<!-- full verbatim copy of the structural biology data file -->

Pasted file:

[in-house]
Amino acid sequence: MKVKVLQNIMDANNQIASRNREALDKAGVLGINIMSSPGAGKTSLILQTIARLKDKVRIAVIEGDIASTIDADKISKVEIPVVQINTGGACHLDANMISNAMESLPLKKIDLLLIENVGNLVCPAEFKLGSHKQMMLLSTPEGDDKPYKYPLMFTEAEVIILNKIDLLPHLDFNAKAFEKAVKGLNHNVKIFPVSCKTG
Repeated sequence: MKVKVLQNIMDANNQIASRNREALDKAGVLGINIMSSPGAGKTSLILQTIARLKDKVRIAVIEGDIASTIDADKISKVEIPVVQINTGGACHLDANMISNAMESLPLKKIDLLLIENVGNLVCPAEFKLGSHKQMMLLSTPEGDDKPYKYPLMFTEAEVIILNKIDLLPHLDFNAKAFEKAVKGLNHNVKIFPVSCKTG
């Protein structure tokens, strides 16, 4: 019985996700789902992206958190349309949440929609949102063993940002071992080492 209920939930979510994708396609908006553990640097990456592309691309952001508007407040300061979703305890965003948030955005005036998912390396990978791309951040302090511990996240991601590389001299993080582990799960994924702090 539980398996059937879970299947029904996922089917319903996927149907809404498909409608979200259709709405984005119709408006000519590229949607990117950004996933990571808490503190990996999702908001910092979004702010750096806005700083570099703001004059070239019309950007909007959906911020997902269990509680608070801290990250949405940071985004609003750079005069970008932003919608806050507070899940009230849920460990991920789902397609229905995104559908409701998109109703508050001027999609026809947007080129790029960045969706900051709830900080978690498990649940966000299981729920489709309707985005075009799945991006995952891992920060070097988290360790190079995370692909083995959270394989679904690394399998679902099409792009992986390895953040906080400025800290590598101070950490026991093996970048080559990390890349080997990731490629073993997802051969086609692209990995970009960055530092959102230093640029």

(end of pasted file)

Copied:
[in-house]
Amino acid sequence: MKVKVLQNIMDANNQIASRNREALDKAGVLGINIMSSPGAGKTSLILQTIARLKDKVRIAVIEGDIASTIDADKISKVEIPVVQINTGGACHLDANMISNAMESLPLKKIDLLLIENVGNLVCPAEFKLGSHKQMMLLSTPEGDDKPYKYPLMFTEAEVIILNKIDLLPHLDFNAKAFEKAVKGLNHNVKIFPVSCKTG
Repeated sequence: MKVKVLQNIMDANNQIASRNREALDKAGVLGINIMSSPGAGKTSLILQTIARLKDKVRIAVIEGDIASTIDADKISKVEIPVVQINTGGACHLDANMISNAMESLPLKKIDLLLIENVGNLVCPAEFKLGSHKQMMLLSTPEGDDKPYKYPLMFTEAEVIILNKIDLLPHLDFNAKAFEKAVKGLNHNVKIFPVSCKTG
């Protein structure tokens, strides 16, 4: 019985996700789902992206958190349309949440929609949102063993940002071992080492 209920939930979510994708396609908006553990640097990456592309691309952001508007407040300061979703305890965003948030955005005036998912390396990978791309951040302090511990996240991601590389001299993080582990799960994924702090 539980398996059937879970299947029904996922089917319903996927149907809404498909409608979200259709709405984005119709408006000519590229949607990117950004996933990571808490503190990996999702908001910092979004702010750096806005700083570099703001004059070239019309950007909007959906911020997902269990509680608070801290990250949405940071985004609003750079005069970008932003919608806050507070899940009230849920460990991920789902397609229905995104559908409701998109109703508050001027999609026809947007080129790029960045969706900051709830900080978690498990649940966000299981729920489709309707985005075009799945991006995952891992920060070097988290360790190079995370692909083995959270394989679904690394399998679902099409792009992986390895953040906080400025800290590598101070950490026991093996970048080559990390890349080997990731490629073993997802051969086609692209990995970009960055530092959102230093640029």